Croy Creek Recreation Area
and Trail Network
West of Hailey, Idaho
This trail system and skills development area are for motorcycle riders, mountain bikers, hikers and equestrians. The area is managed by the BLM and Blaine County.
Please help ensure continued enjoyment of this special place by being a good neighbor to those who live in surrounding subdivisions. Do not ride motorcyles late in the evening or after dark. Keep noise to a minimum, which includes emission levels below 96 decibels. Noise emission levels can be tested at local motorcyle shops.
For more information, contact the BLM Shoshone Field Office at 208-732-7200.
For information on the Hailey Community Bike Park, contact Sun Valley Road and Dirt, 208-788-9184.
VIDEOS: Beginner ride - Punchline (GO-Pro, large file) | Expert ride - Punchline
Rules of the Trail
Ride on open trails only - Call the BLM if you are uncertain about the status of a trail. Do not trespass on private land. Obtain permits or other authorization as required.
Leave No Trace - Be sensitive to the dirt beneath you: wet and muddy trails are more vulnerable to damage than dry ones. When the trail is soft, consider other riding options. If mud is sticking to your tires or shoes, turn back! This also means staying on existing trails and not creating new ones. Don't cut switchbacks. Pack out as much as you pack in.
Control your bicycle or motorcyle - Inattention for even a moment could put you and others at risk. Obey all regulations and recommendations, and ride within your limits.
Yield to others - Do your utmost to let your fellow users know you're coming - a friendly greeting or bell ring are good methods. Try to anticipate other trail users as you ride around corners. Bicyclists and motorcycles should yield to all other trail users. Bikes traveling downhill should yield to ones headed uphill, unless the trail is clearly signed for one-way or downhill-only traffic. Strive to make each pass a safe and courteous one. There is a great history of user compatibility (shared-use trails) in the Wood River Valley. Please help maintain these positive relationships by being courteous to all other trail users.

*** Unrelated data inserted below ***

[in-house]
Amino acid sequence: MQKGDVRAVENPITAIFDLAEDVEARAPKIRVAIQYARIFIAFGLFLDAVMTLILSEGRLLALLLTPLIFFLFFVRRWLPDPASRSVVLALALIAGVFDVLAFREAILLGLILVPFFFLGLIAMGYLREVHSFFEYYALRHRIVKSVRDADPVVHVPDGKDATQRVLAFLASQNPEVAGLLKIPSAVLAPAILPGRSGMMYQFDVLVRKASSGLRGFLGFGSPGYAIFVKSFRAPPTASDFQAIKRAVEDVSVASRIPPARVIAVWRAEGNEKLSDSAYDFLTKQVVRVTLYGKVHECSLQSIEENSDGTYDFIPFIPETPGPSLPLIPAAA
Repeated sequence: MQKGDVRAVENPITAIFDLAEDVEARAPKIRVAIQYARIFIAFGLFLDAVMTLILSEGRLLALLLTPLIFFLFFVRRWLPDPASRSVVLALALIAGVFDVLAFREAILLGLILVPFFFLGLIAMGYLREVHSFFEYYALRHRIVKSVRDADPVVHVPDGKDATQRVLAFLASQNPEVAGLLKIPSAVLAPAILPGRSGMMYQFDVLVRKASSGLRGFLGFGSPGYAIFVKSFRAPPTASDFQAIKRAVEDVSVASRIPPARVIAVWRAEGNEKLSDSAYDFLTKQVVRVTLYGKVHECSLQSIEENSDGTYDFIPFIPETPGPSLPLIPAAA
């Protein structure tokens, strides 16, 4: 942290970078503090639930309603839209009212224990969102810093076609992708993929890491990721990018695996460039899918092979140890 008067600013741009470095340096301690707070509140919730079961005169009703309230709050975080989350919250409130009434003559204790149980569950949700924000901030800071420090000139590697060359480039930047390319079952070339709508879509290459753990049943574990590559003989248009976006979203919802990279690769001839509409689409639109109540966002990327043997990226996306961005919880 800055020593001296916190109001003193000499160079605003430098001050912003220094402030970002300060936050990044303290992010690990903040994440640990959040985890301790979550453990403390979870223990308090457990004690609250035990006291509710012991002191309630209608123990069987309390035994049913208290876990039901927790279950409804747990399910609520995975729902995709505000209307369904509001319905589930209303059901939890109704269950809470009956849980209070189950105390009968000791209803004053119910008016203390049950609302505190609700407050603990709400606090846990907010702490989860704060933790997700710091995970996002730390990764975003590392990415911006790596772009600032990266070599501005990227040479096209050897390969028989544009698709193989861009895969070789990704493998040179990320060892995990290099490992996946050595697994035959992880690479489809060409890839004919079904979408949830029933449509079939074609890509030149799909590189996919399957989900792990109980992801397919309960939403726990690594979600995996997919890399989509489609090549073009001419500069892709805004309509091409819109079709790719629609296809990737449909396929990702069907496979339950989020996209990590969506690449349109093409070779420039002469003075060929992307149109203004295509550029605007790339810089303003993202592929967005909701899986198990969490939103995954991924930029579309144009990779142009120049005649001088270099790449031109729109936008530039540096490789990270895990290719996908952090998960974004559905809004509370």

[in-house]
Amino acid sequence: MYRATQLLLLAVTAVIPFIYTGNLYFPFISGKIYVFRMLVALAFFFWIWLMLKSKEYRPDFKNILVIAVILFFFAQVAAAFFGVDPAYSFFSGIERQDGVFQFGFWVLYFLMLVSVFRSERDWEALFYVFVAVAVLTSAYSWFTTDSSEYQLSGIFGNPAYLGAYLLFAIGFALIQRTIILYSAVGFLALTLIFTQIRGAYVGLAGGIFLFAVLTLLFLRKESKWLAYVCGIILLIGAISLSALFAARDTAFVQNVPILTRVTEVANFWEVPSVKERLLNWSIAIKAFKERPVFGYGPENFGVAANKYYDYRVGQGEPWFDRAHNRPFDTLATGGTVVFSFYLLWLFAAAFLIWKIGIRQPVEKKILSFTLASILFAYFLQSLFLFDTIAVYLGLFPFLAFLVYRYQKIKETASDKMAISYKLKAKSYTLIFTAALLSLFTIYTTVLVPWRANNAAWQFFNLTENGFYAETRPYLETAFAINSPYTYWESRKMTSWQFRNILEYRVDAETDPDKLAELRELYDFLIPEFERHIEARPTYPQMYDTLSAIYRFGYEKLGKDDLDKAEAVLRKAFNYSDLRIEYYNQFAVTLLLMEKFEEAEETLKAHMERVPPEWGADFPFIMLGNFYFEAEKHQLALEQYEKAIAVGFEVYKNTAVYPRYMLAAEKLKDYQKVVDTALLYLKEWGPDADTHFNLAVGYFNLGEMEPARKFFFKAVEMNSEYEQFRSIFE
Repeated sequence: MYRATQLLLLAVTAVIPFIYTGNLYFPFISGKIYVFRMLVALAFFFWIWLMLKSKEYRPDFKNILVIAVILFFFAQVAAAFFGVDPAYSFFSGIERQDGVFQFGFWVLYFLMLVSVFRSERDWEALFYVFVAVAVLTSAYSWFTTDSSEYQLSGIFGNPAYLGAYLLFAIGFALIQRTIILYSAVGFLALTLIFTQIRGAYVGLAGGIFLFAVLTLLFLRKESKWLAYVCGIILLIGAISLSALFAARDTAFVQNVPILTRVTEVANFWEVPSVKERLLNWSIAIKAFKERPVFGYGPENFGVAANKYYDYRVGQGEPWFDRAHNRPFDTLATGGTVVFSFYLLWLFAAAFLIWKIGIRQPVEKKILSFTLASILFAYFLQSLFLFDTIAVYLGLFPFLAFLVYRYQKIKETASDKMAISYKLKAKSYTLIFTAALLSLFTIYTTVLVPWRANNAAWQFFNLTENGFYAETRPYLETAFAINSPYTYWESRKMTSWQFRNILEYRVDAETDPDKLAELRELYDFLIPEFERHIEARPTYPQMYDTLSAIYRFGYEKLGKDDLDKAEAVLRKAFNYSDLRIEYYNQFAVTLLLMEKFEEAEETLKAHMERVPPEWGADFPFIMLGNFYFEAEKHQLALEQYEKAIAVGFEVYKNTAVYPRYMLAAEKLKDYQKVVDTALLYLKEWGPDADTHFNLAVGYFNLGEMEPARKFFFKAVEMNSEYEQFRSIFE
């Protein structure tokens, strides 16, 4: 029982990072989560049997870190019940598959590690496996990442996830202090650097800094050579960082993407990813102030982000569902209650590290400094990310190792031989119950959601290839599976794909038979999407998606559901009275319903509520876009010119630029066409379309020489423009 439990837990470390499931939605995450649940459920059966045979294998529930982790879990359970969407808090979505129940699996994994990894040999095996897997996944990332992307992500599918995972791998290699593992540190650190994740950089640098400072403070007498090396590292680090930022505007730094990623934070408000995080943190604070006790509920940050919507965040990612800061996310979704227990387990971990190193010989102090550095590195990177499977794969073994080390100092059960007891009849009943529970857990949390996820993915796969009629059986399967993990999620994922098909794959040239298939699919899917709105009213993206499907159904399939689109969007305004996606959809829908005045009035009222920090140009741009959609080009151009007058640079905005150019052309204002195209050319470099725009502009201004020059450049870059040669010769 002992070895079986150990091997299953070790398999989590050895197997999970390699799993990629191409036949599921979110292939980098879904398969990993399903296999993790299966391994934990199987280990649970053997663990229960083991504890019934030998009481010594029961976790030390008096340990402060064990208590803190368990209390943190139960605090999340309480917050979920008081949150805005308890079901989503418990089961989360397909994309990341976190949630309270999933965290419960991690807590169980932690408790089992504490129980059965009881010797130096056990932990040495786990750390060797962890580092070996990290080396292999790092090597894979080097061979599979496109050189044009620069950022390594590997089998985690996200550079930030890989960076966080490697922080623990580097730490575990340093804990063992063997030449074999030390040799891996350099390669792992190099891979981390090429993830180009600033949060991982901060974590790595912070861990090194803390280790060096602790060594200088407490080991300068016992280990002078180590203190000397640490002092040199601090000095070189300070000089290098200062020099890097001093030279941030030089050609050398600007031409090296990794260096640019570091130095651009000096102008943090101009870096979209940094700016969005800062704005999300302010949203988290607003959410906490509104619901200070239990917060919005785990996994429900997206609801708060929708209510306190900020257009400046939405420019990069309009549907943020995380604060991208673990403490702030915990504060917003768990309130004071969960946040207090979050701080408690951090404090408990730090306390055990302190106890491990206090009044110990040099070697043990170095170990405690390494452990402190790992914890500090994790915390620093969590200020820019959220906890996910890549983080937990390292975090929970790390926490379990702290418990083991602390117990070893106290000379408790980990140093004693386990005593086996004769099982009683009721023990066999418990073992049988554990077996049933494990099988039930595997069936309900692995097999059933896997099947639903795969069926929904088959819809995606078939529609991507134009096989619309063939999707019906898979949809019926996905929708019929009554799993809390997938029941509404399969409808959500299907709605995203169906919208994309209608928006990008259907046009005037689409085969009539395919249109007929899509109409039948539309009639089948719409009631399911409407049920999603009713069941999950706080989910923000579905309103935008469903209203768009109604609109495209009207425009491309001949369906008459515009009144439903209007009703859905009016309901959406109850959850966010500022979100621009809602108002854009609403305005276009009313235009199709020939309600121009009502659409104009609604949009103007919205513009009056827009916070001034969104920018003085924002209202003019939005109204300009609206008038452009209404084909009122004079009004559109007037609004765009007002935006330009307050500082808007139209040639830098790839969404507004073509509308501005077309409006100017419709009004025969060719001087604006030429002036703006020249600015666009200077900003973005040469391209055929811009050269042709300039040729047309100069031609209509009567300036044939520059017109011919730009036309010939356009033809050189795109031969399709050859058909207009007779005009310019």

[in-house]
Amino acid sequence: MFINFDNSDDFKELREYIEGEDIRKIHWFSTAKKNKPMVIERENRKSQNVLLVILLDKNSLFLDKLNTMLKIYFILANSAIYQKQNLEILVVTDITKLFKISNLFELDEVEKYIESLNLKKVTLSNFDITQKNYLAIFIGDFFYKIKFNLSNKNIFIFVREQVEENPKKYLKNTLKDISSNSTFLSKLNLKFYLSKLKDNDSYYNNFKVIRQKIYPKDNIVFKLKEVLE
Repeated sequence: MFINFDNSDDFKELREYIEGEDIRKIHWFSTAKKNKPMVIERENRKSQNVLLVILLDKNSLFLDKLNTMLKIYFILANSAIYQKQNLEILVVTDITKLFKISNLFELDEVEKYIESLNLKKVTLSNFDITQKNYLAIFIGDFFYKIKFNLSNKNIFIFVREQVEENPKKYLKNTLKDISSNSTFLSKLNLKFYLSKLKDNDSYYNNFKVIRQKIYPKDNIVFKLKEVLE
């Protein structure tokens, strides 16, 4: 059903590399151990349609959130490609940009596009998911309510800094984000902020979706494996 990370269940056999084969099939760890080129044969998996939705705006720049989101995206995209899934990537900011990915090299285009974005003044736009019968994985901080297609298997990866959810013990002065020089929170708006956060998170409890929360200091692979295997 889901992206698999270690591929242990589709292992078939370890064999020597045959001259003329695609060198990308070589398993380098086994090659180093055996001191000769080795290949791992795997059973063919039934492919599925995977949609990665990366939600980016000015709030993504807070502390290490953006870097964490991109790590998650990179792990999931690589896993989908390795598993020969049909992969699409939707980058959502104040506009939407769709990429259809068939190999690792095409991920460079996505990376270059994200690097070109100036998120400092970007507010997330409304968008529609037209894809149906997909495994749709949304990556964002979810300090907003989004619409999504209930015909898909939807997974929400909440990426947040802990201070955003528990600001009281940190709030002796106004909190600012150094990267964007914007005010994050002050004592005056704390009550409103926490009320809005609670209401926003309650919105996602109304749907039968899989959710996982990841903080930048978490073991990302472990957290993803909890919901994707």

Never scare animals - Animals are easily startled by an unannounced approach, a sudden movement or a loud noise. Give animals enough room and time to adjust to you. When passing horses, use special care and speak to the horseback riders. Your voice is a signal to horses that you are human and not a threat. Ask equestrians for instructions and be patient - it may take a few moments to facilitate a passing. Running cattle and disturbing wildlife are serious offenses.
Plan ahead - Know your equipment, your ability and the area in which you are riding - and prepare accordingly. Strive to be self-sufficient - keep your equipment in good repair and carry necessary supplies for changes in weather or other conditions. Always wear a helmet and other appropriate safety gear.